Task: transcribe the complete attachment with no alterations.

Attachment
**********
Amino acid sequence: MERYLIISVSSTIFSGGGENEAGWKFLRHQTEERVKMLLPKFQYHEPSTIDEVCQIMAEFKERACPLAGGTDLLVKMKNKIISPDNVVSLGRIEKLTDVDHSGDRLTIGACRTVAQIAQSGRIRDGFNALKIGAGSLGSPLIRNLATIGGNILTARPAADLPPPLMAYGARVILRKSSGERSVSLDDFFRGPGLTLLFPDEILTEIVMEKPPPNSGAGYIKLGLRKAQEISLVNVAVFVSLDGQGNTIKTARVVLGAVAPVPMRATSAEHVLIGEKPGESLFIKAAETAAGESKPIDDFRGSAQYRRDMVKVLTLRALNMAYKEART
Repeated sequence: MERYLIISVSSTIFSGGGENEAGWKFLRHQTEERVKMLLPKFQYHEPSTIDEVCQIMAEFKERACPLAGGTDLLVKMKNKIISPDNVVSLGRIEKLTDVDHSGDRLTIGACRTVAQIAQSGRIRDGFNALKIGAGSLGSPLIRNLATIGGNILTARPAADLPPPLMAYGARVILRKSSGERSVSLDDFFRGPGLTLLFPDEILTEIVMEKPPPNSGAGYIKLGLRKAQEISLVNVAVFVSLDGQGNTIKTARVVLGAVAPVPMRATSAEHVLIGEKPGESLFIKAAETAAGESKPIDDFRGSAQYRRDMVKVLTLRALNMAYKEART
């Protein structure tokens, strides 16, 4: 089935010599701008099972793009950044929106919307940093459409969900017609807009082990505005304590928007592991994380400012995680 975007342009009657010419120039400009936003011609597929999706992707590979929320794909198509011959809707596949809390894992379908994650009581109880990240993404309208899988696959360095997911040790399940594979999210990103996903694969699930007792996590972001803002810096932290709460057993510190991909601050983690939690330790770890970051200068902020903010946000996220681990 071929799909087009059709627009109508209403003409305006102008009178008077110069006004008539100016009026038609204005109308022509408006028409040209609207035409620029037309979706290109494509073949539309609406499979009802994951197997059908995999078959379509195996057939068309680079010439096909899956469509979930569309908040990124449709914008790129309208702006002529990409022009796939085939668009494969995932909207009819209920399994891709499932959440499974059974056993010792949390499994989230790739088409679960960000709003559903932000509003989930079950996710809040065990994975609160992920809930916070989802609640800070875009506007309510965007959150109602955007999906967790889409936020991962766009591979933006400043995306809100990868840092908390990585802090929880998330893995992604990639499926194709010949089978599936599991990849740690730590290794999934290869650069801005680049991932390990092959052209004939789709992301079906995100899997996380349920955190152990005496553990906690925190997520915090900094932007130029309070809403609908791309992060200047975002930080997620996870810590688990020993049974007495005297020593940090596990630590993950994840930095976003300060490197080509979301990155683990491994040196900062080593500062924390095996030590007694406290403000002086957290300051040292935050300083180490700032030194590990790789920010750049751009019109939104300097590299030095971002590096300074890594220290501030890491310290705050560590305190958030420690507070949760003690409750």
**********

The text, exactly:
Amino acid sequence: MERYLIISVSSTIFSGGGENEAGWKFLRHQTEERVKMLLPKFQYHEPSTIDEVCQIMAEFKERACPLAGGTDLLVKMKNKIISPDNVVSLGRIEKLTDVDHSGDRLTIGACRTVAQIAQSGRIRDGFNALKIGAGSLGSPLIRNLATIGGNILTARPAADLPPPLMAYGARVILRKSSGERSVSLDDFFRGPGLTLLFPDEILTEIVMEKPPPNSGAGYIKLGLRKAQEISLVNVAVFVSLDGQGNTIKTARVVLGAVAPVPMRATSAEHVLIGEKPGESLFIKAAETAAGESKPIDDFRGSAQYRRDMVKVLTLRALNMAYKEART
Repeated sequence: MERYLIISVSSTIFSGGGENEAGWKFLRHQTEERVKMLLPKFQYHEPSTIDEVCQIMAEFKERACPLAGGTDLLVKMKNKIISPDNVVSLGRIEKLTDVDHSGDRLTIGACRTVAQIAQSGRIRDGFNALKIGAGSLGSPLIRNLATIGGNILTARPAADLPPPLMAYGARVILRKSSGERSVSLDDFFRGPGLTLLFPDEILTEIVMEKPPPNSGAGYIKLGLRKAQEISLVNVAVFVSLDGQGNTIKTARVVLGAVAPVPMRATSAEHVLIGEKPGESLFIKAAETAAGESKPIDDFRGSAQYRRDMVKVLTLRALNMAYKEART
């Protein structure tokens, strides 16, 4: 089935010599701008099972793009950044929106919307940093459409969900017609807009082990505005304590928007592991994380400012995680 975007342009009657010419120039400009936003011609597929999706992707590979929320794909198509011959809707596949809390894992379908994650009581109880990240993404309208899988696959360095997911040790399940594979999210990103996903694969699930007792996590972001803002810096932290709460057993510190991909601050983690939690330790770890970051200068902020903010946000996220681990 071929799909087009059709627009109508209403003409305006102008009178008077110069006004008539100016009026038609204005109308022509408006028409040209609207035409620029037309979706290109494509073949539309609406499979009802994951197997059908995999078959379509195996057939068309680079010439096909899956469509979930569309908040990124449709914008790129309208702006002529990409022009796939085939668009494969995932909207009819209920399994891709499932959440499974059974056993010792949390499994989230790739088409679960960000709003559903932000509003989930079950996710809040065990994975609160992920809930916070989802609640800070875009506007309510965007959150109602955007999906967790889409936020991962766009591979933006400043995306809100990868840092908390990585802090929880998330893995992604990639499926194709010949089978599936599991990849740690730590290794999934290869650069801005680049991932390990092959052209004939789709992301079906995100899997996380349920955190152990005496553990906690925190997520915090900094932007130029309070809403609908791309992060200047975002930080997620996870810590688990020993049974007495005297020593940090596990630590993950994840930095976003300060490197080509979301990155683990491994040196900062080593500062924390095996030590007694406290403000002086957290300051040292935050300083180490700032030194590990790789920010750049751009019109939104300097590299030095971002590096300074890594220290501030890491310290705050560590305190958030420690507070949760003690409750």